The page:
New Invasive Species and the NR 40 Rule


  • kelly kearns
  • Wisconsin Department of Natural Resources
Project Media

Invasive species are those plants, animals and disease organisms that are not native to a region, yet when introduced, can cause significant harm. The term is generally used for those species that cause ecological harm to our native fish, wildlife, plants, lakes, forests and other natural areas. Many species are weedy or pests in agricultural areas, but not in wild lands. Conversely, many of the invasive plants and animals affect only wild areas species, and do not harm crops or livestock. However, there are a number of species such as Canada thistle that do double duty. It is important for persons involved with agriculture to know about invasive species, as they can be both the victims of this harm, and may unwittingly introduce or spread invasive species.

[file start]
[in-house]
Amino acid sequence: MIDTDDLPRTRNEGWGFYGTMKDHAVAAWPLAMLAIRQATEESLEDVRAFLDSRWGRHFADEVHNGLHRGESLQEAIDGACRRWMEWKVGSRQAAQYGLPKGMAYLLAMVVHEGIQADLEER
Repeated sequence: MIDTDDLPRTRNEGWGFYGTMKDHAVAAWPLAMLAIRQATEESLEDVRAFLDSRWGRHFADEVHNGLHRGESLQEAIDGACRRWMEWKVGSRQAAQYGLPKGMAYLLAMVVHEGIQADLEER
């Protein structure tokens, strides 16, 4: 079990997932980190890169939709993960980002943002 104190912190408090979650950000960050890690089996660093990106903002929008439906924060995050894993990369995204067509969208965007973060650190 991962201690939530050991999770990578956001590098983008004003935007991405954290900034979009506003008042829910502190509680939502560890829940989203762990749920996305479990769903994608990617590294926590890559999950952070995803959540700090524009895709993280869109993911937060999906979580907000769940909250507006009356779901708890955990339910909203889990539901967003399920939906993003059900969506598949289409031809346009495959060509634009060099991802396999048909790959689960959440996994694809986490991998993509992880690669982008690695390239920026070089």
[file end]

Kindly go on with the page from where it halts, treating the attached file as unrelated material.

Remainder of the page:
There are a number of factors that are causing a rapid increase in the number of species invading Wisconsin. These include rapidly growing global trade, the public’s insatiable desire for new landscaping plants and global climate change. In addition, those invaders already in the area are accidentally moved around by roadside mowing, logging and farm equipment, tourists and outdoor recreationalists. The majority of people introducing or spreading these harmful species around are unaware of the harm they are causing. Many efforts have been underway for a number of years to raise the public’s awareness of the species of concern and what they can do to minimize their spread. Outreach efforts alone have not been sufficient to stem the tide of these invaders. Over the last few years groups of foresters, right-of-way managers, recreation enthusiasts and landscape industry members have been working together to create a series of voluntary Best Management Practices to help people in their fields to minimize the accidental spread of invasives. Agriculture is another large area of the economy that may benefit from developing similar voluntary practices.